The Contracting Community Has a Say in OFCC Contracts

Matthew K. Grashoff

Many of us have heard the old saying that “decisions are made by those who show up.” The Ohio Facilities and Construction Commission (“OFCC”) is currently giving design and construction professionals involved in the construction of public schools the opportunity to show up, or more accurately speak up, to provide comments on contract general conditions and specifications of OFCC, including those in the Ohio School Design Manual (“OSDM”), as well as on the materials and methods of design used in the OSDM. This comment period offers industry professionals an important chance to provide input on the construction documents that control school construction projects throughout Ohio. It is crucial that design and construction professionals take this opportunity to give its opinion on current issues, as well as potential issues that may impact the industry in the coming years. Interested parties have until February 15, 2019 to submit comments on materials and methods of design used in the OSDM, and until March 1, 2019 to provide comments on OFCC’s contract documents.

OFCC Contract Documents
The OFCC targets a five-year cycle to update its contract documents. Although its contract documents have been updated twice since Ohio’s construction reform in June 2011, OFCC recently started its process to review and revise its contract documents. After the public comment period ends on March 1, the OFCC will create small committees to draft the new documents. In 2020, OFCC expects to produce a new and revised Architect/Engineer agreement, multiple-prime contract, general construction contract, construction manager at risk contract, design-build contract, and consultant agreements. These revised agreements serve as a template that public owners may use to bid public projects. The OFCC has stated that the intent of the new documents is to balance the interests of public owners, architects and engineers, contractors, and subcontractors.

OFCC’s expected revisions include a requirement that contractors identify all subcontractors and consultants to be used during construction, particularly on guaranteed maximum price (“GMP”) contracts. The OFCC is interested in approving subcontractors and consultants before submission of GMP bids.

Contractors have long sought greater fairness in Ohio’s public contract documents. Historically, public owners have held the upper hand in contract negotiation and project control. Contractors will seek to improve contract language regarding shared saving clauses, payment terms, contractor self-performance, and inconsistencies in public contracts that vary by district.

OSDM Documents
One issue that industry professionals may want to comment on is the OFCC’s unreasonable interpretation of the intended-life-span and/or durability requirements of certain specifications in the OSDM, including those that exceed Ohio’s 10-year statute of repose. For instance, the OSDM contains a requirement that structures and exterior enclosures “be designed and constructed of materials which will perform satisfactorily for 40 years, with only minor maintenance and repairs, and for 100 years before major repairs or replacement of primary structural or exterior enclosure elements is required.” The OFCC has taken the position in litigation that this requirement constitutes an express 40- or 100-year warranty, and therefore the 10-year statute of repose provided by R.C. 2305.131 does not apply. The industry must demand the contract documents be clarified to confirm that Ohio’s relevant statutes of limitations and/or statute of repose are the outside limits on claims. The OFCC’s current interpretation places an unreasonable risk on design and construction professionals, forcing them to bear project risks decades after the period defined by the statute of repose. Furthermore, it negatively impacts the surety and insurance industry, as sureties will not agree to bear risks for decades after project completion and, if they do, the required premiums will be astronomical to account for such risks. Industry professionals must let the OFCC know this interpretation is unacceptable and must be clarified, either in the OSDM itself or by contract.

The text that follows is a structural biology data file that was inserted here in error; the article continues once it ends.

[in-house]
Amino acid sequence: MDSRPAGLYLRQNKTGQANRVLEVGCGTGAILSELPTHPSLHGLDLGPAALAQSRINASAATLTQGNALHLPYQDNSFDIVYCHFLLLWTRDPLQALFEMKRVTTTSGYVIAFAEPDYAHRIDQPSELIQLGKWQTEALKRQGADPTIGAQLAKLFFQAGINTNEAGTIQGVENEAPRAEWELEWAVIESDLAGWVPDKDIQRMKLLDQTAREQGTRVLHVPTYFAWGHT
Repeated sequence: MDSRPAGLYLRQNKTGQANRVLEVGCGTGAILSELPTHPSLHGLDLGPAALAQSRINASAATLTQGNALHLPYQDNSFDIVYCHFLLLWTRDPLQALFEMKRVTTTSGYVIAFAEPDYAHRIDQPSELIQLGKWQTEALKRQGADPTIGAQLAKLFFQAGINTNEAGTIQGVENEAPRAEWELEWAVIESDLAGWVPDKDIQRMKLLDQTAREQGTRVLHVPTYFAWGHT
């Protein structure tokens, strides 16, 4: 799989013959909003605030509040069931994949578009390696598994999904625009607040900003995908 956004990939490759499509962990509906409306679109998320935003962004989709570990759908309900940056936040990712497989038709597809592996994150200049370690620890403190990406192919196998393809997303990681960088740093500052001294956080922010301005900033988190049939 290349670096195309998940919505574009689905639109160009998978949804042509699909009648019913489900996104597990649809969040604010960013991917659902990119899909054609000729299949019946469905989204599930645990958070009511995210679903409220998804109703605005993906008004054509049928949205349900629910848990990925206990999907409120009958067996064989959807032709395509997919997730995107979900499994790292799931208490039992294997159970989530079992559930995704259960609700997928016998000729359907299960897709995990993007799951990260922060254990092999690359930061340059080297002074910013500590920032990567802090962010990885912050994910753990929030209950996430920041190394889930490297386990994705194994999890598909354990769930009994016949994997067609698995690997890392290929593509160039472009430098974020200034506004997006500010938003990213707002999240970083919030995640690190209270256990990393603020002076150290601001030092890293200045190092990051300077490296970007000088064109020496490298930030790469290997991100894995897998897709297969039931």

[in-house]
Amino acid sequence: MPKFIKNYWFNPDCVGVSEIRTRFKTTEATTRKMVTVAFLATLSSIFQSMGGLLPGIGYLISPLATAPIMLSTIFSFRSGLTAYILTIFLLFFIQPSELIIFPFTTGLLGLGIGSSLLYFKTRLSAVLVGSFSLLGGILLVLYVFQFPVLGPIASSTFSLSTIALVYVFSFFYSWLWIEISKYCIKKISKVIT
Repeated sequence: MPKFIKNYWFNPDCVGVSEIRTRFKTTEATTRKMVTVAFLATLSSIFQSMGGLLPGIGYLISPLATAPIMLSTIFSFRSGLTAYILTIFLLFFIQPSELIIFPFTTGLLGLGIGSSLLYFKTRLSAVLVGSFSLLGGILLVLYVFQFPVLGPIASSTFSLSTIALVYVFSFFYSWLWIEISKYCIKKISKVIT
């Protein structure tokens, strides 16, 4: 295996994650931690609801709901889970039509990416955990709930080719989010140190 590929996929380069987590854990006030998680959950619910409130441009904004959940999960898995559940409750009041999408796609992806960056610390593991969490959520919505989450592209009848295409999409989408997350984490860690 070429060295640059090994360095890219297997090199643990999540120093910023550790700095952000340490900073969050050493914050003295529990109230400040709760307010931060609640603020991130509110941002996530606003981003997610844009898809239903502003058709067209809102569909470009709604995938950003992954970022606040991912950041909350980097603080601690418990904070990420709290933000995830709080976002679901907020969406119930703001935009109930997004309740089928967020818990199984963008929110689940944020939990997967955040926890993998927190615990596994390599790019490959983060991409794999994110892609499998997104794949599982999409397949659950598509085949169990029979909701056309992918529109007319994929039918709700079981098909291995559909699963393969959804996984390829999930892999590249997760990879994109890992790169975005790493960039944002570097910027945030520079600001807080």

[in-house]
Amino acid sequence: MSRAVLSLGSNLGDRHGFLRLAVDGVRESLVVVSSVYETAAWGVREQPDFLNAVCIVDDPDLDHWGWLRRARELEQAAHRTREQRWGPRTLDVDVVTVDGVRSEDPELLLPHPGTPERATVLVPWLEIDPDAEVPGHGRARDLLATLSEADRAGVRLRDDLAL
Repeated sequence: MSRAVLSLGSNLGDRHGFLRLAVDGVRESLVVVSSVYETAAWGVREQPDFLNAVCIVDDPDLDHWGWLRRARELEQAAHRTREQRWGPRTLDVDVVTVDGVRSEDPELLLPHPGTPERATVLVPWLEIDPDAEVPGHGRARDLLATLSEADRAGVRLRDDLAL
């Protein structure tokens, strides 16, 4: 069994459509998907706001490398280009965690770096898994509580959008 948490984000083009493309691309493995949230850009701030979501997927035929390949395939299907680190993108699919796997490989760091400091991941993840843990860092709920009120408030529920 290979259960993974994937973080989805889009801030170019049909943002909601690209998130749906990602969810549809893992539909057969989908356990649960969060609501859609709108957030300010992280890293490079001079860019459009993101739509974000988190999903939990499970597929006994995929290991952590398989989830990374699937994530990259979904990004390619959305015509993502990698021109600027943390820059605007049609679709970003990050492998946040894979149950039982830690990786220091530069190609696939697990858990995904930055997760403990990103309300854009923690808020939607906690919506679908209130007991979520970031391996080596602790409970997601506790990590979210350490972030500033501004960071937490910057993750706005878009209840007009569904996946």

Another issue industry professionals may ask the OFCC to consider is a mechanism for equitable adjustments to be made due to significant and unforeseen increases in material and labor costs.  These increases occur due to a variety of geographic, political, and economic factors.  As a result, public construction bids for lump sum and GMP contracts are becoming more difficult to price out––particularly when the project schedule is to last over a period of years or for projects that are delayed between design and construction. Over the last two years, the price of steel, drywall, copper, concrete, and wood have increased 10-40 percent. Failure to account for rapidly fluctuating pricing after the award of a project leads to costly and time-consuming disputes and claims. Failure to identify and remedy these cost increases also leads to delay and subcontractor/material supplier default. The OFCC must address this issue, and allow for equitable adjustments to be made for significant and unforeseen price increases of materials and labor.

Bottom line:
Industry professionals are strongly encouraged to take advantage of this rare opportunity to influence the contents and interpretation of the OSDM and other OFCC contract documents. The period for comments on the materials and methods of design used in the OSDM is open until Friday, February 15, and comments should be submitted to Those wishing to provide comments on OFCC contract documents have until Friday, March 1, to go to and complete the OFCC’s survey. Remember: decisions are made by those who speak up.

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